Tag Archives: women

New report paints a grim picture of older women in poverty

Liz Seegert

About Liz Seegert

Liz Seegert (@lseegert), is AHCJ’s topic editor on aging. Her work has appeared in NextAvenue.com, Journal of Active Aging, Cancer Today, Kaiser Health News, the Connecticut Health I-Team and other outlets. She is a senior fellow at the Center for Health Policy and Media Engagement at George Washington University and co-produces the HealthCetera podcast.

Photo: MartinHots via Flickr

A significant percentage of older women are struggling to stay out of poverty, according to a new issue brief from Justice in Aging.

The report looks at reasons more women are aging into poverty than men, discusses the support systems that are in place to help older women, and recommends ways to strengthen and expand those support systems. Continue reading

Everyday discrimination negatively affects women’s health

Emily Willingham

About Emily Willingham

Emily Willingham (@ejwillingham) is AHCJ's core topic leader on the social determinants of health. She is a science journalist whose work has appeared in the Washington Post, San Francisco Chronicle, Wall Street Journal, Scientific American, and Forbes, among others, and co-author of "The Informed Parent: A Science-Based Guide to Your Child's First Four Years."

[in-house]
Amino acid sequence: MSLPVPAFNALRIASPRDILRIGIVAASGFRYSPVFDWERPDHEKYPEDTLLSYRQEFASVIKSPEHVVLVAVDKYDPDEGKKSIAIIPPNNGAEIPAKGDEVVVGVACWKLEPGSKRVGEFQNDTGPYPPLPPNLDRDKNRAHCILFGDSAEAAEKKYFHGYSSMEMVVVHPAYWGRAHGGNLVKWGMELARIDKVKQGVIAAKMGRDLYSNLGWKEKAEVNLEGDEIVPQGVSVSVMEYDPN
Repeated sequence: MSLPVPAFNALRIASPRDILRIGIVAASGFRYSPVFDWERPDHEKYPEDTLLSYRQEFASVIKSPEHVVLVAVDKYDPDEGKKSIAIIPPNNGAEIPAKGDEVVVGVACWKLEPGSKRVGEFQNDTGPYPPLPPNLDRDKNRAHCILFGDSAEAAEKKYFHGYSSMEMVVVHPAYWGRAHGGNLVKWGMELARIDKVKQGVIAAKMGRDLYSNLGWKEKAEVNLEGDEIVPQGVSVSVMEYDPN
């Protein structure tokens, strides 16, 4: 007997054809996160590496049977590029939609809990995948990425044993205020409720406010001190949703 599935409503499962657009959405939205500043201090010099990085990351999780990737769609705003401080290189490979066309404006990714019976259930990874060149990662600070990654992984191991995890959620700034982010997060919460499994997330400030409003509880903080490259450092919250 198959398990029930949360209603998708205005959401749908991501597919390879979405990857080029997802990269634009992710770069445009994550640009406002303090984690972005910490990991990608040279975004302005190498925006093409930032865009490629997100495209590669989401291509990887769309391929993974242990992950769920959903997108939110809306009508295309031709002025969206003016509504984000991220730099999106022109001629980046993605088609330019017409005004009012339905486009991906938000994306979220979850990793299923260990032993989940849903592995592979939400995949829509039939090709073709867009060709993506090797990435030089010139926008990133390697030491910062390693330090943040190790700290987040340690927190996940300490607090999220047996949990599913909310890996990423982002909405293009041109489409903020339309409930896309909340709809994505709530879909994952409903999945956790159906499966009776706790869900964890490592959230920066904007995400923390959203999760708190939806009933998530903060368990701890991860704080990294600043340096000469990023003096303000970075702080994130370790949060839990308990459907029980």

Photo: Jasleen Kaur via Flickr

A study of a diverse population of 2,000 women living the United States has found that everyday experiences of discrimination contributes to risk of increased blood pressure in the course of 10 years.

Obviously, in a climate of #MeToo and sexual assault allegations and criminal findings against a host of people in public life, the effect of any discrimination against women should attract attention. As of yet, however, no outlets seem to have covered the study, which was published Sept. 21 in the Annals of Behavioral Medicine (paywalled). Certainly, there are angles to women’s experiences of discrimination, past and present, and health effects over time. Continue reading

Another chance to get the story on women’s pelvic exams right

Tara Haelle

About Tara Haelle

Tara Haelle (@TaraHaelle) is AHCJ's medical studies core topic leader, guiding journalists through the jargon-filled shorthand of science and research and enabling them to translate the evidence into accurate information.

Photo: Ann C. Ball via Flickr

Photo: Ann C. Ball via Flickr

When the U.S. Preventive Services Task Force reported in late June that the evidence does not currently support routine pelvic exams during a woman’s OB-GYN visit, most media outlets covered it, as they should have.

But the quality of that coverage was spotty. Few stories captured the important nuances that distinguish pelvic exams from cervical cancer screenings and general wellness visits. Nor did many include the essential elements that women should know to understand the implications of the new recommendations.

Fortunately, the story isn’t over. What the commission issued were draft recommendations that won’t become official until after a public comment period that ended July 25. Continue reading

Costly ‘tampon taxes’ join debate on health disparities

Susan Heavey

About Susan Heavey